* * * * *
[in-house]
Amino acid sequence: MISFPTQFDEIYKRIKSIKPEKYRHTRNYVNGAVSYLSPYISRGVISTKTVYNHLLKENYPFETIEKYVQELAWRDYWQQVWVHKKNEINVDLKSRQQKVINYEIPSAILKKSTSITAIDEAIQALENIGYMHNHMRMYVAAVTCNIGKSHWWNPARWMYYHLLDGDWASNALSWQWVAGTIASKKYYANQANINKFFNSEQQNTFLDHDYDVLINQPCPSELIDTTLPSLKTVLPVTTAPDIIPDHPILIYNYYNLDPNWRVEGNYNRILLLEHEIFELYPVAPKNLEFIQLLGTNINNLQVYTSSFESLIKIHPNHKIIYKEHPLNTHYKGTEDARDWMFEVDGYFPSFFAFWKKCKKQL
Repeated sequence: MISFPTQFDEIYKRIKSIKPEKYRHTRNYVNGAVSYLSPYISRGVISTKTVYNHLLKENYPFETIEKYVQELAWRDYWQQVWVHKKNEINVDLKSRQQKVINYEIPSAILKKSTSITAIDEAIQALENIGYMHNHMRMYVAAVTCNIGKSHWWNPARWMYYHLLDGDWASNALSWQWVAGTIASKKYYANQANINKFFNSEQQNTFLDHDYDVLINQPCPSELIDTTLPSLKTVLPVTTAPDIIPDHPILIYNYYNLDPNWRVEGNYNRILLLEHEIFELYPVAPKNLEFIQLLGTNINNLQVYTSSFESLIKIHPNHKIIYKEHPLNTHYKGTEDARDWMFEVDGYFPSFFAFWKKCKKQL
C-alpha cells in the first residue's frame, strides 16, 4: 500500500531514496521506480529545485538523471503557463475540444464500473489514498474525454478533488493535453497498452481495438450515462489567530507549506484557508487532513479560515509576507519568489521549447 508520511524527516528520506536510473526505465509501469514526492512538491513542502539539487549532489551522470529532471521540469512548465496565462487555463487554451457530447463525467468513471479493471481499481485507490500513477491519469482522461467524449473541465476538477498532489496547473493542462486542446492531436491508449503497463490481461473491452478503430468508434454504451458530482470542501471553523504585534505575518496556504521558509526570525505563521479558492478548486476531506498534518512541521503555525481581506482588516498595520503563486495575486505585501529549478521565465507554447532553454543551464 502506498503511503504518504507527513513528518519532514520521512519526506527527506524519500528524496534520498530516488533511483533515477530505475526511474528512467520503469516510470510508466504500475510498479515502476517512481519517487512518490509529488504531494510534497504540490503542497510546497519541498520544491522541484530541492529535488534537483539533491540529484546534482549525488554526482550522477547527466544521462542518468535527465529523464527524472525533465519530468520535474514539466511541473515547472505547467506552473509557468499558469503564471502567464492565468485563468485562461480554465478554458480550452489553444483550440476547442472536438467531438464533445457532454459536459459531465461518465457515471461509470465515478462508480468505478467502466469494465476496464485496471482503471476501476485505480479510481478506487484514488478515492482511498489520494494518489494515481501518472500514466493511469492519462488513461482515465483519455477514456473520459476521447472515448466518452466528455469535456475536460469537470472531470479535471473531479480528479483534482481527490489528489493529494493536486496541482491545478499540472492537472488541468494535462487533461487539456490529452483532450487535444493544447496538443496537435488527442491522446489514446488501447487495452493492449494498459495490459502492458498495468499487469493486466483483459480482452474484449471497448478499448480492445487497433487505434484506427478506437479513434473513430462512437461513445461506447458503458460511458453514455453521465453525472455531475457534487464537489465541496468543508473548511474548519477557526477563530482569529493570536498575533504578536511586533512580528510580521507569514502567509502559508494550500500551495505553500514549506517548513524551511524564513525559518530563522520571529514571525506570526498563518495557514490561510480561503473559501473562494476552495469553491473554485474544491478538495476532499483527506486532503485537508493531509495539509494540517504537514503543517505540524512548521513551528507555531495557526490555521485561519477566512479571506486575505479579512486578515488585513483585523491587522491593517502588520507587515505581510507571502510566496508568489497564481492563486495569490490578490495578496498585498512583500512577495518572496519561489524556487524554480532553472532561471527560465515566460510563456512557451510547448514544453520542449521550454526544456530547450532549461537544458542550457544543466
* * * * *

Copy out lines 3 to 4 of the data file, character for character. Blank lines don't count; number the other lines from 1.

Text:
Repeated sequence: MISFPTQFDEIYKRIKSIKPEKYRHTRNYVNGAVSYLSPYISRGVISTKTVYNHLLKENYPFETIEKYVQELAWRDYWQQVWVHKKNEINVDLKSRQQKVINYEIPSAILKKSTSITAIDEAIQALENIGYMHNHMRMYVAAVTCNIGKSHWWNPARWMYYHLLDGDWASNALSWQWVAGTIASKKYYANQANINKFFNSEQQNTFLDHDYDVLINQPCPSELIDTTLPSLKTVLPVTTAPDIIPDHPILIYNYYNLDPNWRVEGNYNRILLLEHEIFELYPVAPKNLEFIQLLGTNINNLQVYTSSFESLIKIHPNHKIIYKEHPLNTHYKGTEDARDWMFEVDGYFPSFFAFWKKCKKQL
C-alpha cells in the first residue's frame, strides 16, 4: 500500500531514496521506480529545485538523471503557463475540444464500473489514498474525454478533488493535453497498452481495438450515462489567530507549506484557508487532513479560515509576507519568489521549447 508520511524527516528520506536510473526505465509501469514526492512538491513542502539539487549532489551522470529532471521540469512548465496565462487555463487554451457530447463525467468513471479493471481499481485507490500513477491519469482522461467524449473541465476538477498532489496547473493542462486542446492531436491508449503497463490481461473491452478503430468508434454504451458530482470542501471553523504585534505575518496556504521558509526570525505563521479558492478548486476531506498534518512541521503555525481581506482588516498595520503563486495575486505585501529549478521565465507554447532553454543551464 502506498503511503504518504507527513513528518519532514520521512519526506527527506524519500528524496534520498530516488533511483533515477530505475526511474528512467520503469516510470510508466504500475510498479515502476517512481519517487512518490509529488504531494510534497504540490503542497510546497519541498520544491522541484530541492529535488534537483539533491540529484546534482549525488554526482550522477547527466544521462542518468535527465529523464527524472525533465519530468520535474514539466511541473515547472505547467506552473509557468499558469503564471502567464492565468485563468485562461480554465478554458480550452489553444483550440476547442472536438467531438464533445457532454459536459459531465461518465457515471461509470465515478462508480468505478467502466469494465476496464485496471482503471476501476485505480479510481478506487484514488478515492482511498489520494494518489494515481501518472500514466493511469492519462488513461482515465483519455477514456473520459476521447472515448466518452466528455469535456475536460469537470472531470479535471473531479480528479483534482481527490489528489493529494493536486496541482491545478499540472492537472488541468494535462487533461487539456490529452483532450487535444493544447496538443496537435488527442491522446489514446488501447487495452493492449494498459495490459502492458498495468499487469493486466483483459480482452474484449471497448478499448480492445487497433487505434484506427478506437479513434473513430462512437461513445461506447458503458460511458453514455453521465453525472455531475457534487464537489465541496468543508473548511474548519477557526477563530482569529493570536498575533504578536511586533512580528510580521507569514502567509502559508494550500500551495505553500514549506517548513524551511524564513525559518530563522520571529514571525506570526498563518495557514490561510480561503473559501473562494476552495469553491473554485474544491478538495476532499483527506486532503485537508493531509495539509494540517504537514503543517505540524512548521513551528507555531495557526490555521485561519477566512479571506486575505479579512486578515488585513483585523491587522491593517502588520507587515505581510507571502510566496508568489497564481492563486495569490490578490495578496498585498512583500512577495518572496519561489524556487524554480532553472532561471527560465515566460510563456512557451510547448514544453520542449521550454526544456530547450532549461537544458542550457544543466